In a different area of sailing entirely, early April saw the annual Volvo Irish Sailing Youth Pathway National Championship at Dun Laoghaire, four days of racing slipped in under the weather radar with style to provide racing for a record fleet. It was hot racing in a cold climate which saw Jack Fahy of the co-hosting Royal St George YC (with NYC) win the Lasers from clubmate Tom Higgins in second and Jamie McMahon of Howth in third, while in the 420s Nicola and Fiona Ferguson of the National won from Gemma McDowell and Emma Gallagher of Malahide, with RStGYC’s Grace O’Beirne and Kathy Kelly third.
A tidy turnout of 78 Optimists – the biggest class – saw another Justin Lucas win which he shares between two clubs - Royal Cork and Tralee Bay – second slot going to Johnny Flynn of Howth and the George, whiles James Dwyer Matthews of Royal Cork and Kinsale was third.
The Laser 4.7s provided an excellent result for the Royal Cork who took first and third with Atlee Kohl and Cathal O’Regan, while Alana Coakley of RStGYC was undoubtedly top girl at second overall. And in the Toppers, it was again the Royal Cork which showed itself to be as much as club of the future as it is of the present and a very long and distinguished past, as they took first with David Jones in a fleet of 35, with Erin McIlwaine of Newcastle second and top girl, while Hugh O’Connor of the National was third.
It was the same Hugh O’Connor who was to go on in early August to take second in the Topper Worlds in China in a record fleet plagued by light airs at Shenzen. But by that time, Irish sailing at home was already looking back on the most fascinating season, with late April seeing club sailing coming to life with the usual incalculable input by enthusiastic volunteers. Meanwhile, towards the horizon the Irish Sea Offshore Racing Association was also swinging into action, with Chris Power Smith’s J/122 Aurelia from the Royal St George YC showing signs that she’d a good season ahead to challenge the dominance of the Welsh-based Mojito.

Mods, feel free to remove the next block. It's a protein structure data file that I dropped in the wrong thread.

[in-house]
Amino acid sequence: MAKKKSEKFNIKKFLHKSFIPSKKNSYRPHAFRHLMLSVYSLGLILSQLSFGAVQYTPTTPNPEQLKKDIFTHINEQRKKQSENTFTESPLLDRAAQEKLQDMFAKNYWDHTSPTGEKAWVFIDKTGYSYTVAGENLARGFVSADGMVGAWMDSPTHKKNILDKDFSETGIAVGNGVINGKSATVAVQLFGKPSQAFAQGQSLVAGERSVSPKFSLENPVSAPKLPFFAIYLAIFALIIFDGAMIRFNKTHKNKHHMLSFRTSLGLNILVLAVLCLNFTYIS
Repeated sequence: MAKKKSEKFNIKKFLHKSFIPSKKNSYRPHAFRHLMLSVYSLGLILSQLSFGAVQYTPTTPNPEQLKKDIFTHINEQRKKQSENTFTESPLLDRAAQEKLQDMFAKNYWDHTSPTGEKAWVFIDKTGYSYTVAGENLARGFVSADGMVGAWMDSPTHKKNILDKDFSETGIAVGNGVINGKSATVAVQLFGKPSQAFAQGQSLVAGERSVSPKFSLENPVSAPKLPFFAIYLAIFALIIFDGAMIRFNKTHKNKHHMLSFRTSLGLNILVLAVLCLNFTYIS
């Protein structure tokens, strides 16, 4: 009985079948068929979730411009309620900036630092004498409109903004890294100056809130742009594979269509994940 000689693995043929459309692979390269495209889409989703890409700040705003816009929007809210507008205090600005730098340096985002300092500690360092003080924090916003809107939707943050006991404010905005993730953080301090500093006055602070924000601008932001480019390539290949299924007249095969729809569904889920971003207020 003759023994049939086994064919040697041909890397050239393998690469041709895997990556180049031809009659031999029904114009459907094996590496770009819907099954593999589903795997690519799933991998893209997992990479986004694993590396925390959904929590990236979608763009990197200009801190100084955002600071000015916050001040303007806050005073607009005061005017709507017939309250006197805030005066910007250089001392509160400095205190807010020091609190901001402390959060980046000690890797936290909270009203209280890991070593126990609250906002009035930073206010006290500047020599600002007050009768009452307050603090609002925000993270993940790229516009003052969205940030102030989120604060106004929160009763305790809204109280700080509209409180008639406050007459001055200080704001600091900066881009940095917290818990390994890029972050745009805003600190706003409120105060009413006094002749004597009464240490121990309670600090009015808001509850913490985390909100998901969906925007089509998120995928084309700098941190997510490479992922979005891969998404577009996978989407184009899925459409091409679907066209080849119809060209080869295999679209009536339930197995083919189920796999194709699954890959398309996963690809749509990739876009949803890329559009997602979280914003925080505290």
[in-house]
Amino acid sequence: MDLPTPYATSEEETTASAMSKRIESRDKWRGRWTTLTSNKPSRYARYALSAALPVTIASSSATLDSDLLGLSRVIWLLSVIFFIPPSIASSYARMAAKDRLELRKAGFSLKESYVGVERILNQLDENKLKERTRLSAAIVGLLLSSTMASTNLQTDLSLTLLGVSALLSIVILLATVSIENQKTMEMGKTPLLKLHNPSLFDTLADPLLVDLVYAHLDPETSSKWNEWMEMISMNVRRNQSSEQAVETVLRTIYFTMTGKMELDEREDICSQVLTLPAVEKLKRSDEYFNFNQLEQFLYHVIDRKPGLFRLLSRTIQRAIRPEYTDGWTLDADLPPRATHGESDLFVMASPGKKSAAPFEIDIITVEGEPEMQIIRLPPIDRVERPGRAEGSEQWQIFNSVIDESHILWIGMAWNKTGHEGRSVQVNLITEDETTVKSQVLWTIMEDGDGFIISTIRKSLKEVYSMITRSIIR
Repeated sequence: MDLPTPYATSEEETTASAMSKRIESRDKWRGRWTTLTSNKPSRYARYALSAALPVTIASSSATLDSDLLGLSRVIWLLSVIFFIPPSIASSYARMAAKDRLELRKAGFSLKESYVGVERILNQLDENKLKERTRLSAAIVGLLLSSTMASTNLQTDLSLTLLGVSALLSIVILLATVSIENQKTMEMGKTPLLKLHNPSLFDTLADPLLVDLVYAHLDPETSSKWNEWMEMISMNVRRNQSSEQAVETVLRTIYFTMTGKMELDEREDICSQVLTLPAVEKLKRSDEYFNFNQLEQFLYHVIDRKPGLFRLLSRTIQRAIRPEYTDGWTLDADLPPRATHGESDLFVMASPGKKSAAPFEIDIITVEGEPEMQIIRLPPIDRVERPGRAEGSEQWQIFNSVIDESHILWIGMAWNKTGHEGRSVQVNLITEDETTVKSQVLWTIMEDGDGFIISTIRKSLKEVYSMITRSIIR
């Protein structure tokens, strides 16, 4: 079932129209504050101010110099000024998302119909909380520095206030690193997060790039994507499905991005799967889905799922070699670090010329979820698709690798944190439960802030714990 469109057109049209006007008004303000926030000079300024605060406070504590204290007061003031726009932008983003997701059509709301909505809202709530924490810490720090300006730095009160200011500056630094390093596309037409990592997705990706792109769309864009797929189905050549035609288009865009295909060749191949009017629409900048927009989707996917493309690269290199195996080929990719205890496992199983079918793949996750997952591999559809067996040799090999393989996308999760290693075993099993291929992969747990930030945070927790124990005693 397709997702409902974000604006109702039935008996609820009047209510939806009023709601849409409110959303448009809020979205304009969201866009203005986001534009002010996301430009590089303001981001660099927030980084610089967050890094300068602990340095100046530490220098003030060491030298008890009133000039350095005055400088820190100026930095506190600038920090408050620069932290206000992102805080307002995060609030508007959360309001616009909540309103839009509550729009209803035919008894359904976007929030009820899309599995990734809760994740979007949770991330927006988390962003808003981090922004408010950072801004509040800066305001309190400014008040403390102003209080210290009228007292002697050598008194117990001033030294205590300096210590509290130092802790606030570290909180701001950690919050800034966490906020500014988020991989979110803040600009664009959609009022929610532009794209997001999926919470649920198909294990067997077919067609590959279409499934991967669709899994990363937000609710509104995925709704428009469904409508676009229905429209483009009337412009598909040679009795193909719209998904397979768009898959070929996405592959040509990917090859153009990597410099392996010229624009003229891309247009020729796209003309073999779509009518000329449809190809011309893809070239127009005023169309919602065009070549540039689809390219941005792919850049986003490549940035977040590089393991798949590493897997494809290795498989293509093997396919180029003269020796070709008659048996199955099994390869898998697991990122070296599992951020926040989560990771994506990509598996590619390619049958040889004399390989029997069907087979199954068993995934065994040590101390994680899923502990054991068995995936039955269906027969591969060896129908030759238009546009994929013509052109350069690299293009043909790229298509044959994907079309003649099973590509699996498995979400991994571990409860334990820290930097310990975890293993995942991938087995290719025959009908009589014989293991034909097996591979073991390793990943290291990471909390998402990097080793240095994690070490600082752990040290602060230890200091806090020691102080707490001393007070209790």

From north of Dublin Bay, Pat Kelly from Rush and his family with the J/109 Storm – 2017 Irish J/109 Champions – spent May campaigning in Scotland, where they’d been attracted by the new RC 35 class for boats between 32ft and 38th LOA in the IRC rating band of 1.015 and 1.040, and they’d a fine old time of it, with two major regatta wins already recorded by the time they got to the Silvers Scottish Series at the end of the month.
That rounded out the Scottish raid in high style, with Storm winning the RC 35 Class and the top title, while John Hall’s J/109 Something Else (NYC) was second in the RC 35s, and in Class 1 the Douglas brothers from Carrickfergus won with their J/133 Jacana while second went to Conor Phelan’s Ker 36 Jump Juice from Royal Cork.
So the Irish returned to the Howth Wave Regatta the following weekend – June Bank Holiday - in fine form. After a dampish start on the Friday, summer was there to greet them big time on Saturday for a genuine fun event, with 164 boats at the core of the regatta. Some of them were determined to make sure that the victors of Scottish racing were brought down a peg or two, for although Storm had the special satisfaction of winning the 114-year-old Lambay Race itself, Andrew Algeo’s Juggerknot won the J/109 Class overall, while the Regatta Supreme Champion was Dave Cullen of HYC’s immaculately-prepared Half Ton Classic Checkmate XV, which then went on to win her class in all the Dun Laoghaire regattas in June and July.
Late June meanwhile had seen two very different events. Towards the end of the month, Gregor McGuckin departed the National Yacht Club in Dun Laoghaire in his beefed-up vintage Biscay 36 Hanley Energy Endurance to get to the start of the Golden Jubilee Golden Globe Race from Les Sables d’Olonne on July 1st, a boat-size-and-equipment-restricted re-enactment of Robin Knox-Johnston’s pioneering non-stop global circumnavigation in the 32ft ketch Suhaili fifty years ago.
In its strict boat and equipment limitations, it provides probably the slowest way of getting round the world by boat in 2018, so it was quite a contrast to find that in late June, round Ireland unrestricted powerboat record holder John Ryan of Arklow was in Cork awaiting suitable conditions to establish a new Cork-Fastnet-Cork record.
They didn’t need a very big weather window as their boat Allback SL44 is capable of incredible speeds on mirror-like water. But by any standards the average speed they established of 100.99 kph – despite “moderate to rough” conditions - in a time of 2 hours 6 minutes 47 seconds is going to take some beating, and in its honour the Irish Powerboat Club inaugurated the FPT Allblack Trophy for challengers to aim for, giving it for safe keeping to the Royal Cork Yacht Club – the world’s oldest yacht club has 298 years of experience of looking after trophies…..